| Lafayette Journal & Courier
WEST LAFAYETTE – A former Purdue University professor and his wife, accused of funneling more that $1 million in National Science Foundation research money into a private company that served as a front to pay for their own personal expenses, were sentenced Monday to two years of probation and will have to pay a combined $1.6 million in restitution.
Qingyou Han, 62, a now-retired mechanical engineering technology professor and former director of Purdue’s Center for Materials Processing Research, and his wife, Lu Shao, 54, were sentenced Monday by U.S. District Court Judge Philip Simon.
The two pleaded guilty in 2019 to felony charges of wire fraud on behalf of themselves and Shao’s company, Hans Tech of Lakewood, Ohio.
The two were ordered jointly and severally liable to pay a total of $1.6 million in restitution, $1,351,996 of which goes to the National Science Foundation and $300,000 to the Indiana Economic Development Corp. The state agency had provided Han and Hans Tech with a matching grant in that amount, according to the U.S. Attorney’s Office.
Han was also ordered to perform 200 hours of community service and pay a $25,000 fine.
The case stems from a July 2018 indictment that outlined a scheme that defrauded the National Science Foundation into putting $1.3 million into Hans Tech through the federal government’s Small Business Innovation Research and Small Business Technology Transfer programs. Those are used by the NSF to promote the progress of science through innovative small businesses.
Instead, that money, the couple admitted, went toward a home in West Lafayette and payments toward their school-aged children between 2007 and 2014.
Among the allegations Han and Shao admitted to, according to the Department of Justice:
- Han wrote grant proposals on behalf of Hans Tech – which was created in 2006 as a front for the scheme – and submitted them and other documents to the National Science Foundation, using Shao’s name. The proposals didn’t make it clear that the two were married or that Han, “who was not affiliated as an owner or employee of the company, was actually running Hans Tech behind the scenes.”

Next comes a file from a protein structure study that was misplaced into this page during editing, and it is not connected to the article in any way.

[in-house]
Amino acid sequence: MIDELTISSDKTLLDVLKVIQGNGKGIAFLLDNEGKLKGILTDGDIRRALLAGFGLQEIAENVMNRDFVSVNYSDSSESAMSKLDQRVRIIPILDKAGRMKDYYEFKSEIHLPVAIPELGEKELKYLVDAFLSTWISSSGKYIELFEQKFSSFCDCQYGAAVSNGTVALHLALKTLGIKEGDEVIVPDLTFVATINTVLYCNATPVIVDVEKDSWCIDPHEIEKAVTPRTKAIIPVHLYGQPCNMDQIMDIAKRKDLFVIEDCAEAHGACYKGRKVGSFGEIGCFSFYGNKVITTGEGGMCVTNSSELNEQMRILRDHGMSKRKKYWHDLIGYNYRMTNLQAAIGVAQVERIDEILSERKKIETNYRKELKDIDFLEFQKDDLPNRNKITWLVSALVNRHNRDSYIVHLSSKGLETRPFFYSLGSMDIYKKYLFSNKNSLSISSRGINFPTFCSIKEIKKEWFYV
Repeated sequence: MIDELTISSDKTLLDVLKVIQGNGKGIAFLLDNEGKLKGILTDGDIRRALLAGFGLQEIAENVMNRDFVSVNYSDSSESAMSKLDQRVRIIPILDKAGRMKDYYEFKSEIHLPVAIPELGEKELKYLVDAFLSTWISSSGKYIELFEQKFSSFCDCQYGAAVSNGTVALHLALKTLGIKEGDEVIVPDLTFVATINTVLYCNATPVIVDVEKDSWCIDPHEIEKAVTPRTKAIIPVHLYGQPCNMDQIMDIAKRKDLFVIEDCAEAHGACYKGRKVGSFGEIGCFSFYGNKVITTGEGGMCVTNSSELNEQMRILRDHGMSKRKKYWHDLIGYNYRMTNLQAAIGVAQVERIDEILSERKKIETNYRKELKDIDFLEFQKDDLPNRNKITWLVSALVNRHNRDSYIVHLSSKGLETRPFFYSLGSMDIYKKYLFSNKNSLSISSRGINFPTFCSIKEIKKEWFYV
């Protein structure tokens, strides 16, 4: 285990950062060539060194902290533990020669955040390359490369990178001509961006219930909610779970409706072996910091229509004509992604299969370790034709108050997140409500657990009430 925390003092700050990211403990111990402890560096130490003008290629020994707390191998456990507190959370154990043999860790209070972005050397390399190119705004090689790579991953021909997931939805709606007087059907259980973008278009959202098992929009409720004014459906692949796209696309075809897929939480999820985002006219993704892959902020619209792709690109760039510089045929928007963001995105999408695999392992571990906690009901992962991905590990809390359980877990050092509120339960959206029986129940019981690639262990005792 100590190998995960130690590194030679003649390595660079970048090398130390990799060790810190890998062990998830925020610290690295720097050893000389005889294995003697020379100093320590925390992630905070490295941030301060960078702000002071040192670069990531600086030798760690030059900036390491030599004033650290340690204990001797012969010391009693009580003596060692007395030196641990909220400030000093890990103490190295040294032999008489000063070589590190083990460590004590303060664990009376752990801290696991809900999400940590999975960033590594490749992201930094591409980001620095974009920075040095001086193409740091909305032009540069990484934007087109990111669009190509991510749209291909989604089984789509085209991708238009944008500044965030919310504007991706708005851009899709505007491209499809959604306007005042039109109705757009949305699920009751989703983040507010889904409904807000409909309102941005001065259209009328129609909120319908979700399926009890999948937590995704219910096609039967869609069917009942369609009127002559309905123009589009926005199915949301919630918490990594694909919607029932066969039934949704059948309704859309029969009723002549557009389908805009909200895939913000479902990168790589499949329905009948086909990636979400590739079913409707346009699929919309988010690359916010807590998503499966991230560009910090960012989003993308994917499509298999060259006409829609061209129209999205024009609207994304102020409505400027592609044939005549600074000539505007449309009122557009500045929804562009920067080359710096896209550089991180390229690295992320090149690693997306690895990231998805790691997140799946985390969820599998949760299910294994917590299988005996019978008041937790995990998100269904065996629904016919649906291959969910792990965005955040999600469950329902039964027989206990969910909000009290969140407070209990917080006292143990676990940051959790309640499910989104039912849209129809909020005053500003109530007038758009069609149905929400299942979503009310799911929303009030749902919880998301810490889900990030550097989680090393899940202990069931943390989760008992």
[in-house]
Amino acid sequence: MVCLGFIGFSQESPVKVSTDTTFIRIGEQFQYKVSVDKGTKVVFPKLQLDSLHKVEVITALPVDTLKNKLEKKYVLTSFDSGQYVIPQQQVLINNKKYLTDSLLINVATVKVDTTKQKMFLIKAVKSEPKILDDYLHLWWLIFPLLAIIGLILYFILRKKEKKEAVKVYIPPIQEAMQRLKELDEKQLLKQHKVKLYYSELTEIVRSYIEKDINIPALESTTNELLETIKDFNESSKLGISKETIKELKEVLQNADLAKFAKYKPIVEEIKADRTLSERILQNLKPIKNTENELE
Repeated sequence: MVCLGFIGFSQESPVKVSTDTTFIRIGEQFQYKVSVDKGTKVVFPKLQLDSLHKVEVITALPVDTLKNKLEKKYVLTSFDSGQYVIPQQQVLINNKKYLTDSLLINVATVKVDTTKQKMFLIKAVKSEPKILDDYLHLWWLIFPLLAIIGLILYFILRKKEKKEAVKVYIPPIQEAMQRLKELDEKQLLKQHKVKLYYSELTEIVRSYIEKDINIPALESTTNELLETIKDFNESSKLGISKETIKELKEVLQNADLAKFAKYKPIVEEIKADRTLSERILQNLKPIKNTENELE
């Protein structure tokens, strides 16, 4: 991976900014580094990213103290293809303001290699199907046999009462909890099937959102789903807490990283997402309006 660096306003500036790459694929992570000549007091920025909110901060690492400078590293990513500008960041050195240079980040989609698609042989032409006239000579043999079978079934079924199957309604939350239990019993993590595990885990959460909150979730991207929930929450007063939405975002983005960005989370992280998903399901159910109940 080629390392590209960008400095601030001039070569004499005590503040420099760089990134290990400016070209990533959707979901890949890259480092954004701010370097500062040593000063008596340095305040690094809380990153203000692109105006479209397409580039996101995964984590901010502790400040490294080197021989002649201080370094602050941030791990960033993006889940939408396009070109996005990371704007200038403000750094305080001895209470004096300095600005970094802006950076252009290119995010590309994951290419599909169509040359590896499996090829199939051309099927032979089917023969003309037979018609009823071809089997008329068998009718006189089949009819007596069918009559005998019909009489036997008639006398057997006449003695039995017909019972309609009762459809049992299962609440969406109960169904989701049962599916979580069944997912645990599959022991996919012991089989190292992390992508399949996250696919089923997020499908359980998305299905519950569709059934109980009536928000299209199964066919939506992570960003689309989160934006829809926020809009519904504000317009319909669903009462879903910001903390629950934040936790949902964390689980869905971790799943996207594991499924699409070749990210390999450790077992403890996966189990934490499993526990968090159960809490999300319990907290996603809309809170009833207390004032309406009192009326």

- In some Hans Tech proposals to the National Science Foundation, the company recommended bringing on Han – in his role as a Purdue professor – as be a subcontractor to work on the research.
- Hans Tech told the National Science Foundation that it was paying two employees who wound up being Han and Shao’s children, who were younger than 16.
- Hans Tech claimed some of the research money was going toward $3,000-a-month rent on a laboratory, which actually was a single-family home they were buying in West Lafayette. More than $150,000 in “rent” went to Shao during that time, according to the Department of Justice.
- Han, using a company in his name, posed as a third party looking to invest $100,000 into Hans Tech. That turned out to be money form Hans Tech’s own money. After the $100,000 investment was made, $120,000 – at least $80,000 of it from federal grant money – wound up back in Han’s bank account, according to the plea. Of that, $75,000 was used to pay off Han and Shao’s home mortgage.
“The National Science Foundation’s Small Business Innovation Research program provides small businesses with funding to conduct research and development work that will lead to the commercialization of innovative new products and services,” Allison Lerner, NSF inspector general, said in a statement. “Today’s sentence serves as a reminder that fraud in the (Small Business Innovation Research) Program will not be tolerated.”
In July 2018, when the indictment was announced, Purdue distanced itself from the case, saying it “relates to a faculty member’s personal outside business activity.”
On Monday, Tim Doty, a Purdue spokesman, said Han retired from the university on Aug. 1, 2020.
In his pre-sentencing letter to the judge, Han wrote that he took full responsibility for his wrongdoing and pleaded for a light sentence so he could to continue his research.
“This legal case is my worst nightmare. For the past two years, life for me has been very dark. I have felt great humiliation and forced to leave the job that I have loved as a professor at Purdue,” Han wrote. “In my life, I have always worked very hard and tried to do the right thing, but I failed to do that with the NSF grants.
“Being a convicted felon, I am unable to teach students anymore,” Han wrote. “The only valuable thing that I can do fairly well for the community is serving the manufacturing industry, which I still have kept doing since I had been indicted. … I do believe that my experience is still urgently needed by the industry in developing new products and in pursuing reduced costs, improved energy efficiency and increase productivity.”
Contributing: Dave Bangert/J&C. Allie Kirkman is a news reporter for the Journal Courier. Contact her at 765-256-9613 or via email at firstname.lastname@example.org. Follow her on Twitter at @alliekirkman15.